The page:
It’s tough to find a good CPA. For us, we make a list of questions from our past returns and interactions when a CPA might have let us down and then we turn them into “test” questions for a new CPA. Then we meet in person or virtually to discuss things. If they get stumped by any of our questions or find we are not a good personality fit, we move on to another CPA candidate. Each time we go through that process we talk to 3 people in hopes of finding someone we can work with. We are currently on our third CPA in 10 years and this one might be a real keeper since she has really impressed us with her answers to our questions (that’s a first). The main thing for us is not to get too complacent, and notice when they stop giving us good service and start trying to fit us into their cookie cutter process. We check their work, we ask them to explain things, we ask if they see anything else we should consider, and we tell them constantly that we don’t want cookie cutter advice! Because YOU are a snow flake if you are trying to retire early! Oh, and if they seem to have a boiler plate answer for everything and can’t admit when they need to do their own research before responding, that when we worry. CPA’s may not know everything so I want them to be able to say, “let me look into that and I will find out.” As a client, I do not need a babysitter to puff my ego or theirs, I want a problem solving partner who can help us work within the tax codes.

      Good luck!

      Like

  5. Wonderful post recapping a very eventful year for you. I am glad you feel grounded in your new home with your housemate and visiting family and friends. Hope 2022 proves to be wonderful for you to realize all your goals and aspirations.

    Liked by 1 person

  6. Busy year! Glad it included lots of time with family and friends! Looking forward to seeing the numbers for setting up the new place and its addition. One of the options I’m considering involves selling my current place to move to a less densely populated area, which would require understanding and handling home fixes and maintenance.

    Liked by 1 person

    • The thing to know about buying a place is that you WILL encounter higher than expected maintenance costs. It should just be a given. We had a budget for everything and then the challenges hit, like shortages in both materials and workers. The changes weren’t so large that we couldn’t accommodate them but one does have to be ready to “pull the plug” if a project jeopardizes your overall plan. For now, we are still in the “go” zone of our plan, but we’ve decided to take 2022 off from additional big house projects so we can focus on enjoying time with mom and exploring around the Western US. That will also give us time to really plan out what we want and need to do next in the main house as well as re-developing that part of our budget. Cheers!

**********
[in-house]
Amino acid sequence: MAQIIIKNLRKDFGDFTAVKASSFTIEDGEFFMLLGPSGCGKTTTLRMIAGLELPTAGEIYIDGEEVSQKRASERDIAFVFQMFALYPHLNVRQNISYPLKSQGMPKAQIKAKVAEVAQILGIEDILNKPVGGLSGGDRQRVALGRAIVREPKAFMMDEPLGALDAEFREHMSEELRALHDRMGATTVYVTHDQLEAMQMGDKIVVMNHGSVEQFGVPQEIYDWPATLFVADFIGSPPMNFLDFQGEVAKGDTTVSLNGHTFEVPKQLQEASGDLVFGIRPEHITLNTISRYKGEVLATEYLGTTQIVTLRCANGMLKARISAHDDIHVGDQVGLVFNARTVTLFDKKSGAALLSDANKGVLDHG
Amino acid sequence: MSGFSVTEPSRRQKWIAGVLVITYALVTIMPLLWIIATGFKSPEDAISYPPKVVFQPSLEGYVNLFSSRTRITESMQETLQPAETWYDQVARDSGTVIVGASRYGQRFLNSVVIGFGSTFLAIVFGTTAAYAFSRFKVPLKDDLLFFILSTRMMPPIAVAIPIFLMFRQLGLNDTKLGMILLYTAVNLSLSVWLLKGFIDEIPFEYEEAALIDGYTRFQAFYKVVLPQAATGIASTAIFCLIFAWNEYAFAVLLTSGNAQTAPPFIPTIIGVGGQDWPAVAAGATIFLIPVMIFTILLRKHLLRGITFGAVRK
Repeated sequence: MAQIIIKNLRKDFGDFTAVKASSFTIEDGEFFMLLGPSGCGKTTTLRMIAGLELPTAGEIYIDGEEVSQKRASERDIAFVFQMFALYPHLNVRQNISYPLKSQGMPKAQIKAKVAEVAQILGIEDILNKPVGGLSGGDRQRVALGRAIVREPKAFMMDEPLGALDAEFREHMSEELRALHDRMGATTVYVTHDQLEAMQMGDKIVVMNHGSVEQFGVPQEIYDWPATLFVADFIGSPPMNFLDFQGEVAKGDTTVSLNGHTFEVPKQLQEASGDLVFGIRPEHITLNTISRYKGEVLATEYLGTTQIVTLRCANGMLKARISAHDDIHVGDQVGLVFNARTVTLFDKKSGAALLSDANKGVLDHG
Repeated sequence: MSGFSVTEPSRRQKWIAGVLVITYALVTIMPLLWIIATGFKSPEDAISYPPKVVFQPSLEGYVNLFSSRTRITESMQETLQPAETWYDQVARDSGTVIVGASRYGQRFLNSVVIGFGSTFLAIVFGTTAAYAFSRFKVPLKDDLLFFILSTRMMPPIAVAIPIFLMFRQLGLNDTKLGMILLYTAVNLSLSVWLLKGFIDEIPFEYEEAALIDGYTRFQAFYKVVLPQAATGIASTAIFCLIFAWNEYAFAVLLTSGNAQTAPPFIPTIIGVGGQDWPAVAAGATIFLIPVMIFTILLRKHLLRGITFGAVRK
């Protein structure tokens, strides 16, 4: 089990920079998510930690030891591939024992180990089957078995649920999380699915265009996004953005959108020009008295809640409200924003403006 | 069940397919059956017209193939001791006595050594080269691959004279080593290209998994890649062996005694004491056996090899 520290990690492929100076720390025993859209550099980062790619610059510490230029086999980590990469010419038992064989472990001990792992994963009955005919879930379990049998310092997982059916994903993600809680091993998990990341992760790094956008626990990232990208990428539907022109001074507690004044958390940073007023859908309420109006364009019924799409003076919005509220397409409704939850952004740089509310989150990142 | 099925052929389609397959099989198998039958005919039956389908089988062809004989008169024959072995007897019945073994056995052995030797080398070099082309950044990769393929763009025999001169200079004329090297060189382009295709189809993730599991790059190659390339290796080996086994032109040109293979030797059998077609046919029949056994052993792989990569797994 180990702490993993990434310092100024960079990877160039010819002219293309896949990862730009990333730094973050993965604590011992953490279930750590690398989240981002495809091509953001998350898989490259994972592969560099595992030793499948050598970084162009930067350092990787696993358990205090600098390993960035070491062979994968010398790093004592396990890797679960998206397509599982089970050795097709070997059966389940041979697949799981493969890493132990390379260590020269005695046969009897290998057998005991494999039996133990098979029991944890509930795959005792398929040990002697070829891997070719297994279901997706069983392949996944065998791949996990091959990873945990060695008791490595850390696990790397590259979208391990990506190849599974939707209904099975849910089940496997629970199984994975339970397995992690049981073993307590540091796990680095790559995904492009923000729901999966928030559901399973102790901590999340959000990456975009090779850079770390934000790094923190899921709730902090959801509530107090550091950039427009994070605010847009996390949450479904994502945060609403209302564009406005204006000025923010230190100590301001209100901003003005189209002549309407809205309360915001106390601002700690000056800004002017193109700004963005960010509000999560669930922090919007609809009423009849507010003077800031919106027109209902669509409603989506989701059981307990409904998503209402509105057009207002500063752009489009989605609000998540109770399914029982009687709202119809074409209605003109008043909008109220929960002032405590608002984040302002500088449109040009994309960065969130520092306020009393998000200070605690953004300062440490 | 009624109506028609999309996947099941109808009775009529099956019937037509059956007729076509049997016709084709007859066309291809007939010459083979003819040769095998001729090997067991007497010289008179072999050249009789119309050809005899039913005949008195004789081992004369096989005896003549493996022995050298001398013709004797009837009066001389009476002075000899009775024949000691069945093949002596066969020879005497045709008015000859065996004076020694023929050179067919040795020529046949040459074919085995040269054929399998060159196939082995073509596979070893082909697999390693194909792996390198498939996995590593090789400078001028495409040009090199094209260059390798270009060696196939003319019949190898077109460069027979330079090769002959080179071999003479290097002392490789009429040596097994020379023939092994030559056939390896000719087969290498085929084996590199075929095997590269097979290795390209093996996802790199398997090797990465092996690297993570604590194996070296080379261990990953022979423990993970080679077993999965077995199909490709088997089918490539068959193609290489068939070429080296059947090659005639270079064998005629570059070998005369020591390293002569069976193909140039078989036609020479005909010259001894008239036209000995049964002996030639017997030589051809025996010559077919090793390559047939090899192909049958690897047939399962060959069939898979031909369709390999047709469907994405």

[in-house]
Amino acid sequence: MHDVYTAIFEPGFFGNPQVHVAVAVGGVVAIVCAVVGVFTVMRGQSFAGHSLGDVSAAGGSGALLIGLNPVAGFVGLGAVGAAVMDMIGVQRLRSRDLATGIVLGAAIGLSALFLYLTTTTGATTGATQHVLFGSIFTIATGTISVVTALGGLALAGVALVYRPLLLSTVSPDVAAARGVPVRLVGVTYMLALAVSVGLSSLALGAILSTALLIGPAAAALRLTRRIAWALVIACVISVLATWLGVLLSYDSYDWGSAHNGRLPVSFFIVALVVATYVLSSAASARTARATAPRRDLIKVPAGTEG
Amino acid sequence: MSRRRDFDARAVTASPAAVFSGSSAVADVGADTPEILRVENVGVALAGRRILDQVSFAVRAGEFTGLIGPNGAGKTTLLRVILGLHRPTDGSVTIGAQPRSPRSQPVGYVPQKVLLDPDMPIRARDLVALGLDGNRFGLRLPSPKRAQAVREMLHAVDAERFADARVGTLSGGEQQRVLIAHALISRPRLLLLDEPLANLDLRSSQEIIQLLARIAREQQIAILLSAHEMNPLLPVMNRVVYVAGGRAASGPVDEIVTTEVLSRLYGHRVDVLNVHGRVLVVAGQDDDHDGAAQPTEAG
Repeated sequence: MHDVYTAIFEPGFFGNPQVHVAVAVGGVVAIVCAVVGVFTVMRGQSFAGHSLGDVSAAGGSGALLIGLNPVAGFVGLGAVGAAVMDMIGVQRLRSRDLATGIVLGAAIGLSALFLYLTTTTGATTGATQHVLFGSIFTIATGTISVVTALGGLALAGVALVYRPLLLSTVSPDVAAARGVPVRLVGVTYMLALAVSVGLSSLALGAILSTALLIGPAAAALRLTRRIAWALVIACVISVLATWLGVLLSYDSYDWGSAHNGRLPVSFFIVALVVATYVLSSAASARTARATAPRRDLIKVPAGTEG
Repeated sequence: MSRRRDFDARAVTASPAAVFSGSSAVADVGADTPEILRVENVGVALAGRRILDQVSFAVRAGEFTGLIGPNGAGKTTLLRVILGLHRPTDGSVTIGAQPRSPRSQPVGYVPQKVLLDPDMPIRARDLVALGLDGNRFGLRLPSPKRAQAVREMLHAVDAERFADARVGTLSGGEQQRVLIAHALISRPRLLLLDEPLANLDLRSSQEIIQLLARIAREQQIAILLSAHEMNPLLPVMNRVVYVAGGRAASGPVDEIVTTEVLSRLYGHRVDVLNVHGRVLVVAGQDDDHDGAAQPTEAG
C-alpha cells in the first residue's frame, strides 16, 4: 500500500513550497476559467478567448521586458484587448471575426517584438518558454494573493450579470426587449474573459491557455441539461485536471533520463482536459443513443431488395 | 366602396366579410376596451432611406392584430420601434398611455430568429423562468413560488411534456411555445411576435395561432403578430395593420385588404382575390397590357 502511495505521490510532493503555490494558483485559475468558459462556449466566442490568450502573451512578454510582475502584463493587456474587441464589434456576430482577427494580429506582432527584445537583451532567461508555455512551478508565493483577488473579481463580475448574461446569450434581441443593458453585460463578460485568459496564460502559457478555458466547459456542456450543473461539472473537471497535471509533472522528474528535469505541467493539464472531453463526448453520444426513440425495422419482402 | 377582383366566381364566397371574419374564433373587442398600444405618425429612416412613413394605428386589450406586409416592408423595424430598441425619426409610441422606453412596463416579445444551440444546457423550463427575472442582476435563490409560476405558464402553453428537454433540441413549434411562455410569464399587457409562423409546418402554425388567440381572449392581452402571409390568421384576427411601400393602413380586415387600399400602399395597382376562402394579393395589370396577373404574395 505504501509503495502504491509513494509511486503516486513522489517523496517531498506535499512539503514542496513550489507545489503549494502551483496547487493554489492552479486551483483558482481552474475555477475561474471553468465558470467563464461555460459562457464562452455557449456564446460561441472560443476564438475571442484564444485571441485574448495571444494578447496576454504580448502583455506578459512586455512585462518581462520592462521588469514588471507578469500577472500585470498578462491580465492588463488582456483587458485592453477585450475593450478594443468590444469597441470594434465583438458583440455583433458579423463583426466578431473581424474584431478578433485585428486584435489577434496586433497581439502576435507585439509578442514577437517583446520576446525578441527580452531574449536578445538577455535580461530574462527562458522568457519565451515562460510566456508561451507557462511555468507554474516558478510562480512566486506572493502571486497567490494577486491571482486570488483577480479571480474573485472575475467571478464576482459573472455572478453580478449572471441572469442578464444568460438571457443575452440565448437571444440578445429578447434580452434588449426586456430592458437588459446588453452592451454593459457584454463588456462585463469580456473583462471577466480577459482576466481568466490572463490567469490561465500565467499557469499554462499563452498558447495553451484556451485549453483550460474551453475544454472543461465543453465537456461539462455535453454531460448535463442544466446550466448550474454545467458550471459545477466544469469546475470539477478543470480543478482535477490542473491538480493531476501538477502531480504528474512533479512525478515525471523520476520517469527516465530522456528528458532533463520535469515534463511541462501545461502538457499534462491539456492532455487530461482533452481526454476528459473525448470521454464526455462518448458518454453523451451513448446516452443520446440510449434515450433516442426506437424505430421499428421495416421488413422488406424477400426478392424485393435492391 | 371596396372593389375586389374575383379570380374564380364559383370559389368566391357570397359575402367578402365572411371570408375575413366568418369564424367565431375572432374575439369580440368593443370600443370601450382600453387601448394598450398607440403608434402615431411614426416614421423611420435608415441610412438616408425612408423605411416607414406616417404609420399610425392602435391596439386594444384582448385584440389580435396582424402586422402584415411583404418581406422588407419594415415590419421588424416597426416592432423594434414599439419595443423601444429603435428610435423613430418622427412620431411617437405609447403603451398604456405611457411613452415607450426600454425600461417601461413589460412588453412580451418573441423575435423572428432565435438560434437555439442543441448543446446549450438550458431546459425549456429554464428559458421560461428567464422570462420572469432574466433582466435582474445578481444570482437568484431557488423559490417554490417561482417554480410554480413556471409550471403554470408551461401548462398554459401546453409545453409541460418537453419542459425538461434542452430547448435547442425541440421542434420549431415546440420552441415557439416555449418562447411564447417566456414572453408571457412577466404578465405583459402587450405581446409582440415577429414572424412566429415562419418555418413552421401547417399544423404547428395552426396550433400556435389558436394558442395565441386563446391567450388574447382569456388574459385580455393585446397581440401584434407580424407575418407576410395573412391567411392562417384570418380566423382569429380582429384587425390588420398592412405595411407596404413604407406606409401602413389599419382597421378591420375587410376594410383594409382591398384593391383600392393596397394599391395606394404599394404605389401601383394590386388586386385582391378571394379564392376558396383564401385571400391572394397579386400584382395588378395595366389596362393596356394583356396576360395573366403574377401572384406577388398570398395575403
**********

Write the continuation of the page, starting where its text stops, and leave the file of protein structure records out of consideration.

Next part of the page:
Like

      • Good to have the plan for what are acceptable costs and the upper bound. This year’s financial planning will include pricing out the options that I am interested in pursuing as well as the pros and cons that are not financially based. I still have many years to add detail and understand how to achieve them, but it could help me be more clear about what number I would need to reach to “unlock” each path.

        Flexible road trips are the best! All the excitement of adventure with none of the pressure to be somewhere at a certain time.

        Liked by 1 person

  7. My goodness, what a year full of unexpected choices and projects!

    I really got a lot out of our coaching call and the changes I made because of our conversation are going to let me take a gap year. I’ll have to work a few more years after that time off, but I’m viewing it as a mini retirement and also a fact-finding mission – what will I do all day? how will I spend my money? how much does a year off cost?? – So, thank you for doing that!

    That town in Colorado looks fascinating and is a great reminder that we can have lots of adventures within our very own borders (sigh). How special that you could bring Alison’s mom back for a trip down memory lane.

    Liked by 1 person

    • Love the gap year idea!!!!!!!! Lots of people worry about what they will do every day in retirement. It’s different for everyone. We know a guy in the pacific northwest who is restoring boats now that he’s retired. This year we’re trying to travel domestically one week a month. This month in January we’re seeing friends in Palm Springs, visiting our sisters in NorCal and meeting a new baby cousin (we are vaccinated+boosted and so are they, we all have masks, and we’re loaded with at home test kits). That means lots of driving but we don’t have to get back quickly so we can take our time. Each year of retirement means discovering more flexibility, and we love that. Keep us posted on how it goes for you!!!!

      Like

    • The gap year concept is fascinating! How are you approaching planning the time off? Structured time vs. free flow, staying local vs. traveling, learning new skills or gaining new experiences, having time with loved ones… There’s so many cool things one could fit in a year! Happy for you 🙂

      ::starts plotting own gap year::

      Liked by 2 people